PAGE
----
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Interview with Blake Sennett from The Elected: Stepping Back Into The Light

Interview with Blake Sennett from The Elected: Stepping Back Into The Light

—by , June 23, 2011

After stepping out of the music world for three years, indie pop recording artist Blake Sennett is back with The Elected and has released his third album, Bury Me In My Rings. Sennett is also out on a U.S. tour to support the album and will be making a stop right here at New Jersey’s own Maxwell’s in Hoboken on June 26. Tickets for Sennett’s show in Hoboken can be purchased through the venue’s website or bought at the door the night of the show. Sennett’s album is out now on Vagrant Records.

So what inspired you when it came to writing Bury Me In My Rings?

I think I’ve come out of a sort of soul searching solstice, musically, so to speak. I thought putting down the guitar and music in general was super helpful. It enabled me to approach it from a fresh perspective. Maybe what inspired me was also the disappointment and the darkness of the situation from which I was emerging. There was some fear surrounding that, and I let that sort of guide me in a way. But I tried not to let it rule me at all. I wanted to acknowledge that fear and then use it in some way, or try to free myself from it.

I don’t think you can be completely free of worries, or at least I never am, but it was a meditation and stopping every time I would have those feelings and try to examine them before pushing head on into the temptress without sort of looking at the map first. So I would stop, look at that and say, “Okay, that’s what that is, let’s see what we can do to undo that, not believe that, not act on that or at least not be reactive.”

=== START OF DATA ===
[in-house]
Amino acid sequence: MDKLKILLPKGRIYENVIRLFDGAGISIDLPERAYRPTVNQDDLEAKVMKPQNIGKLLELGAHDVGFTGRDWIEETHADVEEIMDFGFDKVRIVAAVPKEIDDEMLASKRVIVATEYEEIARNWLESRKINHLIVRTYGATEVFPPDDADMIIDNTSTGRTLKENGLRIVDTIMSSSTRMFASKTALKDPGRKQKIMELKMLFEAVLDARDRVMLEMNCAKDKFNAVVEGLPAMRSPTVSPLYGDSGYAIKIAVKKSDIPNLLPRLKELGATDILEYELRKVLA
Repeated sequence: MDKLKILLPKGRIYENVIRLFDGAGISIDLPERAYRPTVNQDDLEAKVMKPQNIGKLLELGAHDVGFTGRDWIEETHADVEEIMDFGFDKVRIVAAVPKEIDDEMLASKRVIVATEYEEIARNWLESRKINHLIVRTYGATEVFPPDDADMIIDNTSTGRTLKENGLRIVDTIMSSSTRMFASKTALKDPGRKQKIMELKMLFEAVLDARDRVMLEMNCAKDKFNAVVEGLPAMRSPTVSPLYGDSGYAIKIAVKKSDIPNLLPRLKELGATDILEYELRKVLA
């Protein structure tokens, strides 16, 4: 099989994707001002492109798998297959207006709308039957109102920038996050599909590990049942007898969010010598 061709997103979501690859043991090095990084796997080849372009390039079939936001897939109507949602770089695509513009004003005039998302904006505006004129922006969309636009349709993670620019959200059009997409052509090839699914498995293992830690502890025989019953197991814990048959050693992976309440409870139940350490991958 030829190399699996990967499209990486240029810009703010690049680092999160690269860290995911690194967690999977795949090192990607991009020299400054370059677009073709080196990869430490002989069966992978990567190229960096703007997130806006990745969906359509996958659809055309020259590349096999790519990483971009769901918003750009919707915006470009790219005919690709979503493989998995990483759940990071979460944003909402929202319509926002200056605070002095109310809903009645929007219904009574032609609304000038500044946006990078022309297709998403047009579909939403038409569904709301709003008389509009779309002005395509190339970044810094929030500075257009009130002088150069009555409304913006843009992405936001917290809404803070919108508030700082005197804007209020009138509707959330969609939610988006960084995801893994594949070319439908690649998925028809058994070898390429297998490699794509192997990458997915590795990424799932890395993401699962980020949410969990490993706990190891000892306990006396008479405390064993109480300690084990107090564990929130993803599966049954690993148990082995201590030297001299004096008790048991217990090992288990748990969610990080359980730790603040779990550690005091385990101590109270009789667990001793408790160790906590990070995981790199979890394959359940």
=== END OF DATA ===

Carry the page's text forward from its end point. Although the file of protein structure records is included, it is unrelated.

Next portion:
How do you think Bury Me In My Rings will be received compared to the previous two albums, Me First and Sun Sun Sun?

Well, I think in the past albums that I’ve had, there was a tendency to often save the more poppy stuff or the more up-tempo stuff for Rilo Kiley where as in this case, there was no Rilo Kiley to save it for. It probably nods towards Rilo Kiley a little more where the others were a departure. And in this case, this one’s less filtered.

Do you have a specific song off of Bury Me In My Rings that you’re most proud of?

Maybe “Time Is Coming.” It might be one of the last ones. It might be the last one? I don’t know the track listing off hand, but that one.

Any reason why?

It feels really honest. I think the more honest you can be as an artist the better. That one felt really honest, it didn’t feel like there was any bullshit there. And what I set out to do with this record was to be honest and not think about the audience, the writers, my friends, not think about expectation or what anyone would think of it, but to just be honest and do what I felt sounded good to me. You can’t always do what you set out to do, and in that case I had to.

What made you come back into the music business after the last Rilo Kiley album and tour?

A friend of mine asked me to record a couple of songs with him—he’s an engineer/producer—and I did. We had approached it in a way that I have never approached recording a record before, which is to record the writing process. And that way everything stayed fresh and nothing ever felt too canned or distilled like things can when you’re in a band and you play something 150 times preparing to make a record and then go recording them. Sometimes it loses its organic quality and often it gets better when you do that, but in this case I didn’t want to worry if it was better or good. It felt good, emotionally and artistically, so I thought, “Great! This is something new that I’ve never done before.”